University of California, Riverside

Applied Biological Control Research



Past Researchers


Vanessa Lopez

Vanessa Lopez, Ph.D.

Vanessa Lopez was a Ph.D. candidate in the Entomology Department who joined the Hoddle lab in September 2009. She worked on developing a classical biological control program for the invasive goldspotted oak borer, Agrilus auroguttatus, (GSOB) which included identifying the native range of GSOB and surveying for co-evolved natural enemies of this pest. Vanessa also conducted research on the biology and life history of GSOB to understand important traits such as fecundity, longevity, and dispersal potential. While an undergraduate at the University of California, Riverside (UCR), Vanessa studied overseas via the University of California’s Education Abroad Program. Through this program, she had the opportunity to study tropical conservation and biology in Monteverde, Costa Rica. The Tropical Conservation and Biology program focused strongly on research, and throughout the quarter she participated in several group and individual research projects. These projects encompassed many facets of biology such as behavior, diversity, and ecology. Examples of these research projects include examining species composition at different levels within an intertidal zone, and studying insect diversity in pasture, primary, and secondary forests. Vanessa's individual study project in Costa Rica examined hitchhiking behavior and load selection in the leaf-cutter ant, Atta cephalotes. In leaf-cutter ants, small workers often ride or “hitchhike” on leaf fragments carried back to the nest by larger foragers. This study focused primarily on the behavior of the small workers, or minima, in Atta cephalotes to determine if there is a correlation between minima activity and the presence of parasitoids (Phoridae).

Marion Cellier

Marion Cellier

Masters student, University of Avignon, France
marion.cellier@hotmail.fr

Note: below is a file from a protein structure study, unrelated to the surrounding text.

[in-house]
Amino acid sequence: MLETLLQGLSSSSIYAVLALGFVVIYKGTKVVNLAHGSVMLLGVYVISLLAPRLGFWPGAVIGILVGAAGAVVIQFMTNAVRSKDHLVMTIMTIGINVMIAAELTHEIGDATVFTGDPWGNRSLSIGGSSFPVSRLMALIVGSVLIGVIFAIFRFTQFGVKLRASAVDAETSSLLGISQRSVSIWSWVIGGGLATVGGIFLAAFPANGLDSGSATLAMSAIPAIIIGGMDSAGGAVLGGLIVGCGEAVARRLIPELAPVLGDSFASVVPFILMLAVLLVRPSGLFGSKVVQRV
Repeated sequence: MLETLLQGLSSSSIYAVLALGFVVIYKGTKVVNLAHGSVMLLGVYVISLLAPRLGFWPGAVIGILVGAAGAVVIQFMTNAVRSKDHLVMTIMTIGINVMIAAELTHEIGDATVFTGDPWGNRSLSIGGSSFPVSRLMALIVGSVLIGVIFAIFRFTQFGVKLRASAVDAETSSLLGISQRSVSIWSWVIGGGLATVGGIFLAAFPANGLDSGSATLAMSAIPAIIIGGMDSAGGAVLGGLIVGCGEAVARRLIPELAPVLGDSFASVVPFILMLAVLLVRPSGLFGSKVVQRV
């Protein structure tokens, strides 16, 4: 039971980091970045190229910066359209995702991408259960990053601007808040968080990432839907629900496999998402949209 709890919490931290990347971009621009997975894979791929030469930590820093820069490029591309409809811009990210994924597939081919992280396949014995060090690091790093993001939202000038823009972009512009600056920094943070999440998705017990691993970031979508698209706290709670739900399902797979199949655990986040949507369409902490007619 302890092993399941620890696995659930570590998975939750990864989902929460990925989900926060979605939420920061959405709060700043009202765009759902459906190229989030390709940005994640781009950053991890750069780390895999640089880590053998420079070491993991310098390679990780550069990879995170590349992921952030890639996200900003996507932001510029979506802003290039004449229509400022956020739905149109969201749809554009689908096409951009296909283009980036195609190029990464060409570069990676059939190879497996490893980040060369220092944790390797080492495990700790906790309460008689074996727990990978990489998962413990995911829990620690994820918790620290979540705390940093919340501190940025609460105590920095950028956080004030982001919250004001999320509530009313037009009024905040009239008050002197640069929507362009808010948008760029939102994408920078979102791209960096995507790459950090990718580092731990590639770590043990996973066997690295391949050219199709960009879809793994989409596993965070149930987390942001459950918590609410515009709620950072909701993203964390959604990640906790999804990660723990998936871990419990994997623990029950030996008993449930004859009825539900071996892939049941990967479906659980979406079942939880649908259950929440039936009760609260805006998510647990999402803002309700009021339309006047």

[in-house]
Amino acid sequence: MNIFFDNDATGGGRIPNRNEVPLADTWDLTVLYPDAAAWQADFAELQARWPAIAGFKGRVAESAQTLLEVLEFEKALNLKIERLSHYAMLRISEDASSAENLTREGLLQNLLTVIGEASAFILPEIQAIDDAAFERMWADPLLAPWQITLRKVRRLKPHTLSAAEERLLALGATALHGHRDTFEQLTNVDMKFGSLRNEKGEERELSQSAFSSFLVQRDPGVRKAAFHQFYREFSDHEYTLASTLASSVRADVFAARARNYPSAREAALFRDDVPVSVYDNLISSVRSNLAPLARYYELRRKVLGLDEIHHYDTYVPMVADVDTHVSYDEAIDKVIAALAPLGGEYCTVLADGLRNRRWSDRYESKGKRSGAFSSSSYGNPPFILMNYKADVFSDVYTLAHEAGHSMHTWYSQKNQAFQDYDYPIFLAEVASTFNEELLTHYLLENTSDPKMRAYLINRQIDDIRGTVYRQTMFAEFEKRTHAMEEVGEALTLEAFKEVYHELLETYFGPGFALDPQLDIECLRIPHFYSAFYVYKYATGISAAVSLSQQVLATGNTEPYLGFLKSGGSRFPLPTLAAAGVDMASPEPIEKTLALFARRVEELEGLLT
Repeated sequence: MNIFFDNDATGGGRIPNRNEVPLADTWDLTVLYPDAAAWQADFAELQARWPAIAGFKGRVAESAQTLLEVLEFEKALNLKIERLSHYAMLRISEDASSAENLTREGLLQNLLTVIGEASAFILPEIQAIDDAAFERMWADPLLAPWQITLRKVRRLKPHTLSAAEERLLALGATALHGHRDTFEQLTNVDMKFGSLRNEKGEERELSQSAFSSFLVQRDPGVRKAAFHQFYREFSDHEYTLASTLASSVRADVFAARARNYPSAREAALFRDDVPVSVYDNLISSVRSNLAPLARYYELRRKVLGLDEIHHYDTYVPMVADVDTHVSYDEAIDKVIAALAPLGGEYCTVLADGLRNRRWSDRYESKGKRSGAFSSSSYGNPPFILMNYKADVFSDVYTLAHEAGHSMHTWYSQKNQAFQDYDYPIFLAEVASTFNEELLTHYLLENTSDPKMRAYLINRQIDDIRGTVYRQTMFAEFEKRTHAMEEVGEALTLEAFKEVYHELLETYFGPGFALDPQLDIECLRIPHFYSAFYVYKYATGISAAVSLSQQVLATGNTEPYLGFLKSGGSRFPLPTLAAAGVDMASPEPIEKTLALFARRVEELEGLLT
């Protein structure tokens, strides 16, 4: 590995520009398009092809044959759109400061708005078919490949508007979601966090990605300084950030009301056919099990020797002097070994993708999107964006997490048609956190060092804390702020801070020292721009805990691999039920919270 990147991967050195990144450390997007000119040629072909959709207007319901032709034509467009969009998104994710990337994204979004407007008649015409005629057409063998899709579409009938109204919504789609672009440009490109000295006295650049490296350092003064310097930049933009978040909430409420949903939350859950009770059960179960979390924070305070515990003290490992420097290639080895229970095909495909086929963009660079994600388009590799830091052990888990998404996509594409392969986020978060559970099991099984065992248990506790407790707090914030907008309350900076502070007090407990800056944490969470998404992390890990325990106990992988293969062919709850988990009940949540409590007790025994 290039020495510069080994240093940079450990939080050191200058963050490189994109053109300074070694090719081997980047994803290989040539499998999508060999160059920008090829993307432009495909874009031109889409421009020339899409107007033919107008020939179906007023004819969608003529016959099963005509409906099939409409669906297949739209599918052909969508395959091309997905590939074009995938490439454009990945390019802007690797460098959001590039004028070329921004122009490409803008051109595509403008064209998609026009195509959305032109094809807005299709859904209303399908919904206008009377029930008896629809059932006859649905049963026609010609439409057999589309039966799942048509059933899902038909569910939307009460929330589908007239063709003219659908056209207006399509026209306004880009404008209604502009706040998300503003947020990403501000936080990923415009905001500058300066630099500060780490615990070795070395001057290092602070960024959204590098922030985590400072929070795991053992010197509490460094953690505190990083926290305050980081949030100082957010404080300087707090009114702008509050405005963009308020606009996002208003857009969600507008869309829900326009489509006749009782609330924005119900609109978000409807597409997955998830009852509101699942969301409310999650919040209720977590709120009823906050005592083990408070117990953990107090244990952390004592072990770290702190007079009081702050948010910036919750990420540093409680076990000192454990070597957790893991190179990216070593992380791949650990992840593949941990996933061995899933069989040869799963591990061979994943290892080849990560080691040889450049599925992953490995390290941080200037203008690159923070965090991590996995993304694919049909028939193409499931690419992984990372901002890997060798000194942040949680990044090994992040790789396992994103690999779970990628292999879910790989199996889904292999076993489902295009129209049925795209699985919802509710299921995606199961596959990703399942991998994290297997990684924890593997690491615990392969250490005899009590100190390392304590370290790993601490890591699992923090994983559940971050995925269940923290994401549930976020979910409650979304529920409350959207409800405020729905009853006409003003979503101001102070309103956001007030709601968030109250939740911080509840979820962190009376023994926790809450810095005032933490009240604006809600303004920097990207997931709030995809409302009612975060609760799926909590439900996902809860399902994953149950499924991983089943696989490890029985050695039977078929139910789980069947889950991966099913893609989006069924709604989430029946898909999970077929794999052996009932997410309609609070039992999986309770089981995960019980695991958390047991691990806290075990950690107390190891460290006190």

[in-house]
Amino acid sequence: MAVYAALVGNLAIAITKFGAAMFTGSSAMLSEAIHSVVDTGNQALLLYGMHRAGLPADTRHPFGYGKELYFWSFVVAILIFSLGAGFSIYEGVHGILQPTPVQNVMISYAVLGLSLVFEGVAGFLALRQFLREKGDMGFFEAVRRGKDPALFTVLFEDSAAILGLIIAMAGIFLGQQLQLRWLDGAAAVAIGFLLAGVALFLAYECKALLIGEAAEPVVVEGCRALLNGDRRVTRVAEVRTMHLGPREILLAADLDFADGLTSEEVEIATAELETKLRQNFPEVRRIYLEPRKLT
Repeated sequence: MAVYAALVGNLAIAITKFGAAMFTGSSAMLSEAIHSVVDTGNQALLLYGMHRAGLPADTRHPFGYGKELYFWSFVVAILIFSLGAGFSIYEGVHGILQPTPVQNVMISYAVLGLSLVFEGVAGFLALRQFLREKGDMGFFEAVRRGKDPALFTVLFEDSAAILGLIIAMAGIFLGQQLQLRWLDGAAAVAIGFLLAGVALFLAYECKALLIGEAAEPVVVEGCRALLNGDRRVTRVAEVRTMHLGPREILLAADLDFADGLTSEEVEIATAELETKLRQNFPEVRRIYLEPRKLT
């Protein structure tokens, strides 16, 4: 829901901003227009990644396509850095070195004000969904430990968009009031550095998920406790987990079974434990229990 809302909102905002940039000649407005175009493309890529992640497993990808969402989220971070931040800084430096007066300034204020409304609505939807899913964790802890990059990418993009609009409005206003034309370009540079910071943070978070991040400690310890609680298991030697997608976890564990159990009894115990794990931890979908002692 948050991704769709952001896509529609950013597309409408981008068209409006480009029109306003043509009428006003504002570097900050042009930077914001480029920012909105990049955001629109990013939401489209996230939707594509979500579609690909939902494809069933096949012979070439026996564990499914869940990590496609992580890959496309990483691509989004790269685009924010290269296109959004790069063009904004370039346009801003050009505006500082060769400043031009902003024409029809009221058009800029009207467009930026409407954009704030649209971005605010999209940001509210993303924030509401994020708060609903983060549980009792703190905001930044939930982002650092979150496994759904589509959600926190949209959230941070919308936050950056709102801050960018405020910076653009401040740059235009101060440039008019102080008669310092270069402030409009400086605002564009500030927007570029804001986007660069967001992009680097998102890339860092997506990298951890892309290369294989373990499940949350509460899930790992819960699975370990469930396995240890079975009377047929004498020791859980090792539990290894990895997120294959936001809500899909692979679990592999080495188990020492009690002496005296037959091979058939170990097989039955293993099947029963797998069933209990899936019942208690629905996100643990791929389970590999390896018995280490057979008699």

Marion Cellier is a student from the University of Avignon in France. She is studying crop protection in her second Master year. She integrated into the Hoddle Lab in order to finish her studies with a six month internship about biological control of potato and citrus pests.

Marion joined the Hoddle lab in February, 2013 to research the competition betweenTamarixia radiata and Tamarixia triozae on potato psyllid (Bactericera cockerelli). Potato psyllid is the natural host of T. triozae but T. radiata can parasitize this pest too. In order to further T. radiata’s release in California, these two parasitoids are currently present in California and have never coexisted together until today. The question about competition between these two on B. cockerelli has never been broached. Would there be any negative effects on B. cockerelli control with the releases of T. radiata and T. triozae? This study bears principally on reproduction field of species of Tamarixia.

Marion is also comparing the fitness of T. radiata on the Asian citrus psyllid (Diaphorina citri) and potato psyllid in order to determine if T. radiata can be used in biological pest control against potato psyllid.

Mehmet Kecici

Mehmet Kecici, Ph.D.

PhD Entomology (2005), Department of Plant Protection, Ankara University, Ankara, Turkey
kececi@batem.gov.tr